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Online catalogue Environment Accounts and Statistics Technical Paper Series Main page Highlights Findings Tables and figures Methodology More informationn PDF version


The main research findings are summarized in this section. These findings respond to the questions asked in the Introduction.

How heavily have Canadian businesses invested in GHG technologies to reduce their emissions?

  • Industry spending on GHG technology made up a relatively small proportion of total expenditures in 2002.

  • Canadian businesses in 16 primary and manufacturing industries spent $1.1 billion on GHG technologies in 2002. The bulk of expenditures were made by three large industrial emitters: oil and gas extraction; pulp, paper and paperboard mills; and electric power generation, transmission and distribution.

  • Examples of the most common GHG technologies adopted by businesses were: solar energy, cogeneration, alternative fuel and waste-to-energy.

How successful are Canadian suppliers of GHG technologies? Have they been able to access both domestic and international markets?

  • GHG technology suppliers form a relatively new segment of the environment industry. Some GHG technologies, including fuel cells and methane capture systems, started out as demonstration projects and have become viable revenue sources with both domestic and international applications.

  • Businesses earned $362.3 million in revenues from the sales of GHG technologies in 2002, much less than from other traditional environment industry segments, such as recyclable materials, waste management, water pollution control and air pollution control.

  • Between 2000 and 2002, the 28% increase in GHG technology revenues surpassed the revenue increases in other well-established markets, such as water and air pollution control, illustrating that the GHG technology market is less saturated and offers room for growth.

  • Canadian suppliers have started tapping into international markets for GHG technologies. Exports of $139.5 million accounted for 38% of GHG technology revenues in 2002.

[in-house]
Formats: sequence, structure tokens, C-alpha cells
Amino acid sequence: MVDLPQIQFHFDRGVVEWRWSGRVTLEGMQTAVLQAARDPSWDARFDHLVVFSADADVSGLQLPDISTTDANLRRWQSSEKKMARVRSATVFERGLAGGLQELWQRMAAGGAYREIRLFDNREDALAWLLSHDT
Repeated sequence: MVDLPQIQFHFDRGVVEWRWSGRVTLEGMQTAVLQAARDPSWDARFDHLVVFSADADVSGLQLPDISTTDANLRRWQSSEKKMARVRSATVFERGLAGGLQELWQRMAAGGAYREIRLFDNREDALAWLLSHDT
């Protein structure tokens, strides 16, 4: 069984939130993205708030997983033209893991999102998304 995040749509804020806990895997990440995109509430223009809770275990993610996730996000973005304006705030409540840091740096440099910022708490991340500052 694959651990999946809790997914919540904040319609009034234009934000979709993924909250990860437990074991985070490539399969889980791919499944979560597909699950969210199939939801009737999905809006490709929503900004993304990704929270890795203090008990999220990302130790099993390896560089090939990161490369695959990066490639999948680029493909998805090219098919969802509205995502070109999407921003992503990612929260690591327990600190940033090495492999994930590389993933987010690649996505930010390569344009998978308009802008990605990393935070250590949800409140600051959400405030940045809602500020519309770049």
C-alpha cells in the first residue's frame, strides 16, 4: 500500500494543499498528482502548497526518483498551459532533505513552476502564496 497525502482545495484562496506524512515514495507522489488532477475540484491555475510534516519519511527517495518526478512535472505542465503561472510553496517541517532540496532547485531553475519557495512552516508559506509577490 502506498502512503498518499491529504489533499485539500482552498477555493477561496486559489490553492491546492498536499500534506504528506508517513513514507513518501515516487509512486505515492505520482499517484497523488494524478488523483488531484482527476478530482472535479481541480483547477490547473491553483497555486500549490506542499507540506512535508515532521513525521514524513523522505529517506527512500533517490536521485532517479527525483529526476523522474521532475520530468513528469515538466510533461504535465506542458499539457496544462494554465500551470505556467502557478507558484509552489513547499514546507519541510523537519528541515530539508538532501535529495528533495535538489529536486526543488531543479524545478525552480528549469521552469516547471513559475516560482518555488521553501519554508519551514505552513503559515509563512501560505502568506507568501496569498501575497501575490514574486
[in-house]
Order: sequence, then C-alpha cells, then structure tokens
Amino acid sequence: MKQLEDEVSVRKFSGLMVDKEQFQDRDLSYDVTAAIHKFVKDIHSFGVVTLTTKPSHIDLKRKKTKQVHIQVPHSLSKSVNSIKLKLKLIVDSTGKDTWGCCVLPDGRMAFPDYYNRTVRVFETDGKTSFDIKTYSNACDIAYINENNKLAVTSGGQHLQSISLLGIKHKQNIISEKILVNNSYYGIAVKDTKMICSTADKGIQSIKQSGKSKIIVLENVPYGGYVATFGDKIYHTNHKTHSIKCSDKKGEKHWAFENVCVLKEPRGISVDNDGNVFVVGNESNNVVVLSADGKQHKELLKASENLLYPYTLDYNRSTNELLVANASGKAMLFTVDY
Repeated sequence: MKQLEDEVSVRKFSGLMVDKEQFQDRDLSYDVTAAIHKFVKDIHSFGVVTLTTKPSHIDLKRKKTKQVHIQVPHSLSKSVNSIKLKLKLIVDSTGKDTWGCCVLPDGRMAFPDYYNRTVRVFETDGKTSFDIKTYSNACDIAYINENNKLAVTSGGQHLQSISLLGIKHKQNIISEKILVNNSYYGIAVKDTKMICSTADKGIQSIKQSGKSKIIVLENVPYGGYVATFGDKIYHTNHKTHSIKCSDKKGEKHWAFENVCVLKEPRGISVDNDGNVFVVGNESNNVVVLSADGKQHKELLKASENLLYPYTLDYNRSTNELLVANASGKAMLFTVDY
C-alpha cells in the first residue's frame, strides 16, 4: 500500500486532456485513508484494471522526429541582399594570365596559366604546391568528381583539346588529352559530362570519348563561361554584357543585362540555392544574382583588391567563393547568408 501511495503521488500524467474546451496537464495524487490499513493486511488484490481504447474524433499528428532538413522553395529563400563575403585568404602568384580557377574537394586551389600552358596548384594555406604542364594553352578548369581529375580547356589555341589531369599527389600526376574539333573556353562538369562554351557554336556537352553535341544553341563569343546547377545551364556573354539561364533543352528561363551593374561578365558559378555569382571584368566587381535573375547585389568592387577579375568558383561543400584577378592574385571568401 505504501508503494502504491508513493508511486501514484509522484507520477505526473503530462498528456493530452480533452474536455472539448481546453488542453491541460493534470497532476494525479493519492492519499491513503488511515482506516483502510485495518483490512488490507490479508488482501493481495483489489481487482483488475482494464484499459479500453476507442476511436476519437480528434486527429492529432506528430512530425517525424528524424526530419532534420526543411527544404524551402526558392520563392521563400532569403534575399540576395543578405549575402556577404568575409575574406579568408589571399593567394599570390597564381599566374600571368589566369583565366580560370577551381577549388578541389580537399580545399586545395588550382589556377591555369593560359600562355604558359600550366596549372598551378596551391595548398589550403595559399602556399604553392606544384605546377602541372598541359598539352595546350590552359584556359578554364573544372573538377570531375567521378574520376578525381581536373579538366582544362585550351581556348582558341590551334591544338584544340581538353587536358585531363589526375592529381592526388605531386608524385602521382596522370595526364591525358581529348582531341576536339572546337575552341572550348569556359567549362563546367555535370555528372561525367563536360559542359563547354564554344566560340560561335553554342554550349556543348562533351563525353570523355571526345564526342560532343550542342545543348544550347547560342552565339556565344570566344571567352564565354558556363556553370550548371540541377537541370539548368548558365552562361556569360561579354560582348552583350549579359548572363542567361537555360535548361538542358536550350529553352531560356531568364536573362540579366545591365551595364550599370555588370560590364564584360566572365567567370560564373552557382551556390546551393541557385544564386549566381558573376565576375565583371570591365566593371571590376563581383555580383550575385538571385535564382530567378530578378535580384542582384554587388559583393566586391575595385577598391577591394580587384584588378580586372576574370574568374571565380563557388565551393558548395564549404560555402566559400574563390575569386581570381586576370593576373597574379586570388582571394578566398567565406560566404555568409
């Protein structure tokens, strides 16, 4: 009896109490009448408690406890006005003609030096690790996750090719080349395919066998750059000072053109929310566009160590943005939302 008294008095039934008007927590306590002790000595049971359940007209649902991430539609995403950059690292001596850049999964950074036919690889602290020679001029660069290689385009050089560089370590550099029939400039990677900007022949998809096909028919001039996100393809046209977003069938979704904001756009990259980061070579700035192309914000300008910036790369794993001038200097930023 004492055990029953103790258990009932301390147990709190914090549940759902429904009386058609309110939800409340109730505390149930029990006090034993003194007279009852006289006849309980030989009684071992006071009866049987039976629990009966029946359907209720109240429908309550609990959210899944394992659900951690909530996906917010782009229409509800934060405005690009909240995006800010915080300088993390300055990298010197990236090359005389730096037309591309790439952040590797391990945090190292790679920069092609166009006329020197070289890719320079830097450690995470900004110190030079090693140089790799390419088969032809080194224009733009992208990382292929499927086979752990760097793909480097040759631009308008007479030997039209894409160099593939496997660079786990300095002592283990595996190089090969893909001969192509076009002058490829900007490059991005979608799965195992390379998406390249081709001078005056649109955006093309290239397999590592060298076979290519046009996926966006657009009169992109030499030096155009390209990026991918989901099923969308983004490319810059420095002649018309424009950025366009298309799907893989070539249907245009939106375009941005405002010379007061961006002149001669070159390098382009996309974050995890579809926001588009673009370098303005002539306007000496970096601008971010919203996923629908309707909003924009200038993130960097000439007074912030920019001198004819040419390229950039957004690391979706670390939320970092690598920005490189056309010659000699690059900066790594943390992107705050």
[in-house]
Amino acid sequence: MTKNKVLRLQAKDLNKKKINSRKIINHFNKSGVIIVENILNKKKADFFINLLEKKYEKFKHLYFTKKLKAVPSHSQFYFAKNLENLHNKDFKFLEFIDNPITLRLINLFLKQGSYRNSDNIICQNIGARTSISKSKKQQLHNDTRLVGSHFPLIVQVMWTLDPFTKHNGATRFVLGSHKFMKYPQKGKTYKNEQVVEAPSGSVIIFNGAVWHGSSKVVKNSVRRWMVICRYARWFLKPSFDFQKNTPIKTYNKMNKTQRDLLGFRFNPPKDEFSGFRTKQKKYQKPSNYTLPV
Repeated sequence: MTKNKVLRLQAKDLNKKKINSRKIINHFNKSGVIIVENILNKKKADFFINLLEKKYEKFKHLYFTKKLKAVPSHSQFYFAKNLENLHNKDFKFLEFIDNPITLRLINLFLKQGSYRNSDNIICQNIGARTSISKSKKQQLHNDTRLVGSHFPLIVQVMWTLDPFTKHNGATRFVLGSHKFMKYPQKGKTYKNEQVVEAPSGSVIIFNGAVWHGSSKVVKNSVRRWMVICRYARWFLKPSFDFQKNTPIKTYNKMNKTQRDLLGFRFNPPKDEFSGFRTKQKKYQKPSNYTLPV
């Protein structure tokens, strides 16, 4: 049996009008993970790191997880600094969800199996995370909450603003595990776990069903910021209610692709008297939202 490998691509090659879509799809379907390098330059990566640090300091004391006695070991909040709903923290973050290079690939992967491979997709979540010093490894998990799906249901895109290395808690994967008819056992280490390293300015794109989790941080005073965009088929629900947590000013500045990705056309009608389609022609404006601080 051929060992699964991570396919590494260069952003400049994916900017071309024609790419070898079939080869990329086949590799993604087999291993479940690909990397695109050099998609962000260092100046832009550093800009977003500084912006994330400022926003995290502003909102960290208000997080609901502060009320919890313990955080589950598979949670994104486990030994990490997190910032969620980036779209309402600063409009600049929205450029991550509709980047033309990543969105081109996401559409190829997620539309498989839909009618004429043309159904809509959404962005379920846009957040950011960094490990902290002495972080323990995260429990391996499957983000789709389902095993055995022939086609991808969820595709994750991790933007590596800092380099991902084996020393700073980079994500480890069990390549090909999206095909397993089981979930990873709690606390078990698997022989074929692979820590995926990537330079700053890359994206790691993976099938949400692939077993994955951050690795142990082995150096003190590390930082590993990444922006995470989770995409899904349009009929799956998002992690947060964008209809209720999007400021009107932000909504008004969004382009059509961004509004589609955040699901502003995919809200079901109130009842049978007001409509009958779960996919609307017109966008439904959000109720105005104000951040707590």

• Domestic markets continue to provide opportunities for Canadian GHG technology producers. Businesses that invested in GHG technologies imported most of their GHG systems and equipment.

How extensive are business R&D and innovation activities that are related to GHG technology development?

  • In 2002, R&D expenditures on renewable resources and energy conservation made up 30% of total R&D spending on energy. GHG technologies must compete with conventional technology areas such as fossil fuels as well as energy transportation and transmission for a share of this spending.

  • R&D for GHG technology development was carried out mainly by these industries: management, scientific and technical consulting services; scientific R&D services; architectural and engineering services; and machinery manufacturing.

  • Financial support for R&D to develop GHG technology originated mainly from the federal government, while the parent and affiliated firms tend to be the major source of industrial R&D funding.

  • From 2000 to 2002, only 2% of firms involved in the production of environmental goods and services were GHG product innovators.

  • Primary and manufacturing businesses cited the high cost of equipment, lack of financing, and lack of available technology as the three most common barriers to the adoption of GHG technologies. These barriers help to explain the most common obstacle faced by environmental firms that were involved in GHG technology development—the lack of market demand.

  • Other common problems and obstacles for environmental firms involved in GHG technology development were lack of financing and the high cost of developing the technology. These translate to the relatively high degree of uncertainty in producing and marketing GHG technologies. This could be why most firms that carried out GHG technology innovation activities in 2002 had already enjoyed some success in previous attempts at GHG technology innovation.

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Date modified: 2005-10-05 Important Notices